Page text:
Preserving the History of the Hiram M. Chittenden Locks in Seattle, Washington

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Thursday, February 27, 2014

A View of the Locks Over Time

Early shot of the Government Locks

The U.S. Army Corps of Engineers has an extensive archival research collection available to the public. It includes primary documents, publication clippings, books reports and over 8,000 photographs which have been scanned and digitized by volunteers. The archive is open by appointment only. While items cannot be checked out, they can be viewed and studied at the locks. The earliest photographs date back to 1899, include many of the locks during construction, and continue through the '90's, with scenes of historic interest as well as images depicting the day to day operations at the locks.

Below are a small sample of images which are in the collection. Some of these images are actually in slide format and may or may not have a corresponding photo. Currently we do not have viewing equipment for the slide collection.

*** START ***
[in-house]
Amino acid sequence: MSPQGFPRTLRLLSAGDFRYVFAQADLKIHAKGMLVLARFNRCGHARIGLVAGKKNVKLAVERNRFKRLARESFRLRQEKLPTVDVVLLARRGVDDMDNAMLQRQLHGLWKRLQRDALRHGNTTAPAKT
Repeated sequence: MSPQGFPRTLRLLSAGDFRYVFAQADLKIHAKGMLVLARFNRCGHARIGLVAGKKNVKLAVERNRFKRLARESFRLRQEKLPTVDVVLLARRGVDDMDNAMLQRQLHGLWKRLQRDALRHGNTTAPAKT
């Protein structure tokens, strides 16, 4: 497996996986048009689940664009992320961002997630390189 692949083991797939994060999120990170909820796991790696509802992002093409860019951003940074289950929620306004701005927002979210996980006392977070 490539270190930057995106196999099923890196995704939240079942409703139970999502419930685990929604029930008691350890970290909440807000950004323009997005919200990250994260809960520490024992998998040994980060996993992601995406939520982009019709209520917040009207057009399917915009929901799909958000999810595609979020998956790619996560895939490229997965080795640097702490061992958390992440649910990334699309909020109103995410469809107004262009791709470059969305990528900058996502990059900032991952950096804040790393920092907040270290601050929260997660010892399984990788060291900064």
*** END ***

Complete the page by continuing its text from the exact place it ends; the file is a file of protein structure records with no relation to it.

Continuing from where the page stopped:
If you are interested in viewing the archive, or researching the stories behind any of these images, or any other aspect of the locks or Carl English Garden history, please contact Susan Connole at: for more information.

Read below the fold and enjoy the pictures.

Thursday, February 6, 2014

A Day at the Locks, Feb.5, 2014

Today at the locks, visitors could expect to see the unexpected as usual. The usual cormorants, grebes, ducks, gulls, herons, squirrels, crows, and pigeons were all in evidence and other species could possibly make an appearance depending on how long one could withstand the frigid temps. With the falling of the leaves, one can easily make out the multitude of heron nests on the south side of the locks.

Avian lookouts

Heron nests on the south side of locks

Along with the wildlife activity there has been some activity in the locks themselves as minor repairs were carried out by navy divers. The large lock was closed for several hours on Tuesday while the work was underway. After completion on the large lock, the divers moved to the small lock for additional work carried out on Tuesday and Wednesday. This is not a typical occurrence but is performed when needed for maintenance or repairs on the locks. Should you lose a camera, watch, or any other item into the lock, it will rest on the lock bottom until the regularly scheduled annual lock draining.

Divers preparing to enter

Along with the other boaters using the locks were two large vessels on their way for their prospective jobs. One was a large fishing boat heading to Alaska, and then there was this NOAA ship headed for Honolulu. Guess which crew had the bigger smiles!